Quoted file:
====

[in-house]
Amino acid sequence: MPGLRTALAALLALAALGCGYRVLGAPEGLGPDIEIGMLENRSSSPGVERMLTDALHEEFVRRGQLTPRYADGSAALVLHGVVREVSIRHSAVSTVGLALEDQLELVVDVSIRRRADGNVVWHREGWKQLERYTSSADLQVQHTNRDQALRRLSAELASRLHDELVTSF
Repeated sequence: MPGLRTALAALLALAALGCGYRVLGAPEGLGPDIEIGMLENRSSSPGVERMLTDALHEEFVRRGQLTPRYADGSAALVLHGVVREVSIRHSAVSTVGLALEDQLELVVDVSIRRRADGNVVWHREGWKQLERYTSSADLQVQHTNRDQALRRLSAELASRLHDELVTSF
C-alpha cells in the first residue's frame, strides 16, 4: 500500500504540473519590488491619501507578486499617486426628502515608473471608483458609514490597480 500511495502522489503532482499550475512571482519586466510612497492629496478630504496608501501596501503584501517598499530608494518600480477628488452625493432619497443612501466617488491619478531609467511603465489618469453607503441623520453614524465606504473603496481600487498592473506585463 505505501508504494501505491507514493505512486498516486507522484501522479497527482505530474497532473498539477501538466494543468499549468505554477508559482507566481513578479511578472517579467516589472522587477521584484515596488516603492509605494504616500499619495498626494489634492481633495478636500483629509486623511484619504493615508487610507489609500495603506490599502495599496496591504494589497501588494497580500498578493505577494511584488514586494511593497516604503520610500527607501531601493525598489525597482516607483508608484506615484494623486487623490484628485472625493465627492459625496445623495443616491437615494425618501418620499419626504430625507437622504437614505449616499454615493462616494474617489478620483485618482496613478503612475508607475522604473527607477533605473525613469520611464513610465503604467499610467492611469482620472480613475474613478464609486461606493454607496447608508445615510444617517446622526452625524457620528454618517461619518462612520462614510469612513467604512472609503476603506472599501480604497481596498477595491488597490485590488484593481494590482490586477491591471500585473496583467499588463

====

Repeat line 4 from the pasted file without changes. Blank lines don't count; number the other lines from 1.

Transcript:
C-alpha cells in the first residue's frame, strides 16, 4: 500500500504540473519590488491619501507578486499617486426628502515608473471608483458609514490597480 500511495502522489503532482499550475512571482519586466510612497492629496478630504496608501501596501503584501517598499530608494518600480477628488452625493432619497443612501466617488491619478531609467511603465489618469453607503441623520453614524465606504473603496481600487498592473506585463 505505501508504494501505491507514493505512486498516486507522484501522479497527482505530474497532473498539477501538466494543468499549468505554477508559482507566481513578479511578472517579467516589472522587477521584484515596488516603492509605494504616500499619495498626494489634492481633495478636500483629509486623511484619504493615508487610507489609500495603506490599502495599496496591504494589497501588494497580500498578493505577494511584488514586494511593497516604503520610500527607501531601493525598489525597482516607483508608484506615484494623486487623490484628485472625493465627492459625496445623495443616491437615494425618501418620499419626504430625507437622504437614505449616499454615493462616494474617489478620483485618482496613478503612475508607475522604473527607477533605473525613469520611464513610465503604467499610467492611469482620472480613475474613478464609486461606493454607496447608508445615510444617517446622526452625524457620528454618517461619518462612520462614510469612513467604512472609503476603506472599501480604497481596498477595491488597490485590488484593481494590482490586477491591471500585473496583467499588463